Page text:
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I've got good news and bad news about Halford's Resurrection. The good news is: there's something for everyone on this album. The bad news is: there's something for everyone on this album. Okay, have I confused you yet? Allow me to elucidate. It's like having a favorite restaurant. You may love Mexican food, or you may love Chinese food, or you may love good ol' American food. Chances are you have favorite restaurants that specialize in one of these foods. But how many people have a favorite restaurant that serves every kind of good food? Once the same restaurant serves tacos, pizza, burgers, and egg rolls, it loses the distinctive identity that makes it so good.
Now, to apply my restaurant metaphor to Halford's Resurrection. People love the classic albums of Judas Priest: British Steel, Hell Bent for Leather, maybe even Painkiller. And people love Iron Maiden, and all kinds of non-NWOBHM metal. But do they want all of those styles on the same record? Not usually. So when they hear an album like this one, that combines the newer metal sound of Roy Z's considerable talents, the classic voice of Rob Halford, and the guest vocals of Bruce Dickinson on the admittedly hard-rocking "The One You Love to Hate," the reaction...varies.
Oh, there are definitely nice moments on the record. The aforementioned duet with Dickinson is exciting. Hearing these two voices together is an abundance of riches, one you don't often get to experience. I find the lyrics and music of the title track "Resurrection" to be an interesting glimpse into the mind and (dare I say) soul of Rob Halford. (I'm not sure exactly who "the Son of Judas" is, but we'll let that slide for now.) "Made in Hell" is a fun little "looking back at the old days" rocker. And the mighty Halford vocal quality is consistently strong.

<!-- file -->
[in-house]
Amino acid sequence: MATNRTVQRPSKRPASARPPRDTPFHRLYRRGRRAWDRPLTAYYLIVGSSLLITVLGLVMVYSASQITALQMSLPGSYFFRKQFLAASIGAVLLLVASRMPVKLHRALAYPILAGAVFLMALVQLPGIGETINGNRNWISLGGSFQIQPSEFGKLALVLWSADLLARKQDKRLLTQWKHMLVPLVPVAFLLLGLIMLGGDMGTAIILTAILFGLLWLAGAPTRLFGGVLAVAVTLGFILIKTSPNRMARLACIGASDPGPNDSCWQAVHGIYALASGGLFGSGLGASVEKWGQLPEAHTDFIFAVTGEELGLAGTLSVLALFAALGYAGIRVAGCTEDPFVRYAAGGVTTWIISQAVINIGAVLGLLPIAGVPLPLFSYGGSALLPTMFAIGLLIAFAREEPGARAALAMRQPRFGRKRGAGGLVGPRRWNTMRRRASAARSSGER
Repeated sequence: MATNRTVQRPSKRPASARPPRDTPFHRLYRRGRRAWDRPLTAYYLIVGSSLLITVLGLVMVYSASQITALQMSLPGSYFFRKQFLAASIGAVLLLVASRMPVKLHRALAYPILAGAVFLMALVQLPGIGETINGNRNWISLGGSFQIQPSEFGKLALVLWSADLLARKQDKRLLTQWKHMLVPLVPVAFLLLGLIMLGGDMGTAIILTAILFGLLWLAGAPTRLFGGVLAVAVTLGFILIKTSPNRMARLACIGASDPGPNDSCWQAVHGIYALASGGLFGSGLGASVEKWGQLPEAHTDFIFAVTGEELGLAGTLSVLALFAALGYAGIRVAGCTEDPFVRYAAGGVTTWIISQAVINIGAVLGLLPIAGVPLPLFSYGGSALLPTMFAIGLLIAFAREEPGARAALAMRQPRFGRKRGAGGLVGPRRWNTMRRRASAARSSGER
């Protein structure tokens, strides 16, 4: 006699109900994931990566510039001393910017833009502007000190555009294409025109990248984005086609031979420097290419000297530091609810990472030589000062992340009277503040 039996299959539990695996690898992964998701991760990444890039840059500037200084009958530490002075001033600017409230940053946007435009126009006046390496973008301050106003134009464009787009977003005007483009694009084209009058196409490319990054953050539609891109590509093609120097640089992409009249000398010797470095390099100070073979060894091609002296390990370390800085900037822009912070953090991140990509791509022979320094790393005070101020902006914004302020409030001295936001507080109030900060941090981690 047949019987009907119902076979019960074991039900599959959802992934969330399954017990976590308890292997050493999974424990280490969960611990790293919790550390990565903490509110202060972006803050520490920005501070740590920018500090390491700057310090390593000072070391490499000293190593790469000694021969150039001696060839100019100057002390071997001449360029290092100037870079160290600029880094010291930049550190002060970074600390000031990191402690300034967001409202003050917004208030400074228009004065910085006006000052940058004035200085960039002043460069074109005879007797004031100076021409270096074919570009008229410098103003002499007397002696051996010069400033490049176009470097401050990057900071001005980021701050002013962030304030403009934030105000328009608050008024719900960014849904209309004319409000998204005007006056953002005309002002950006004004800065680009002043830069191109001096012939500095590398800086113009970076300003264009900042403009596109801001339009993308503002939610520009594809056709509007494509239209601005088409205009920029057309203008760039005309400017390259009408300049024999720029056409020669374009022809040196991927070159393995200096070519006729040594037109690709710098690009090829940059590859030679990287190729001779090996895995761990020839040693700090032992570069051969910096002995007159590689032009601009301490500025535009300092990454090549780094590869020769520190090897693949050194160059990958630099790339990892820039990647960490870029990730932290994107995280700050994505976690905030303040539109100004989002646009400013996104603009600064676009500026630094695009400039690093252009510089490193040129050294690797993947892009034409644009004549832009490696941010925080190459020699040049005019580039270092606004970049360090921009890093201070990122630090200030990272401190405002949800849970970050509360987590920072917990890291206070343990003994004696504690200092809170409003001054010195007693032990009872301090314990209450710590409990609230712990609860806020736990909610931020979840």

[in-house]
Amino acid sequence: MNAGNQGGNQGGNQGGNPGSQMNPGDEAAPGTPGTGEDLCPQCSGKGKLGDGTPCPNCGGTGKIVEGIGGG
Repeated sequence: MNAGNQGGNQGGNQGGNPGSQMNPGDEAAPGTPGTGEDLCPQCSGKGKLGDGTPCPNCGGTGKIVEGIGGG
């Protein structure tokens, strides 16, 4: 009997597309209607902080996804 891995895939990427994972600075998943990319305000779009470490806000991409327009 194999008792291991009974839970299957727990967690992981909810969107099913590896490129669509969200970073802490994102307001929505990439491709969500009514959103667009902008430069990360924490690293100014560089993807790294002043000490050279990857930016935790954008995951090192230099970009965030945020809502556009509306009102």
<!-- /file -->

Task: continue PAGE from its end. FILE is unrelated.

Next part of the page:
Other moments don't shine quite as brightly. Or rather, they shine with a borrowed light. "Cyberworld" sounds considerably more like Iron Maiden to me than Halford usually does (interesting, considering Bruce's presence on the album), while the intro to "Night Fall" sounds like Roy Z channeling Eddie Van Halen. And "Saviour" is...well...lame. (The lyrics sound like Rob had a rhyming dictionary close at hand.) While the band plays consistently well, there isn't anything here that you won't hear on a hundred other metal albums.
But, overall, as mentioned above, the main problem with the record is what should be its greatest strength. In attempting to assimilate so many different styles and sounds of metal, the album lacks much of what should make it Halford. A little Judas Priest here, some Iron Maiden there, a dash of Van Halen for flavor. It's not a bad album, it's just not all that Halford has consistently shown us he has in him. I suspect that's why the review here tend to range from "loved it" to "hated it." Something for everyone can sometimes add up to very little for anyone.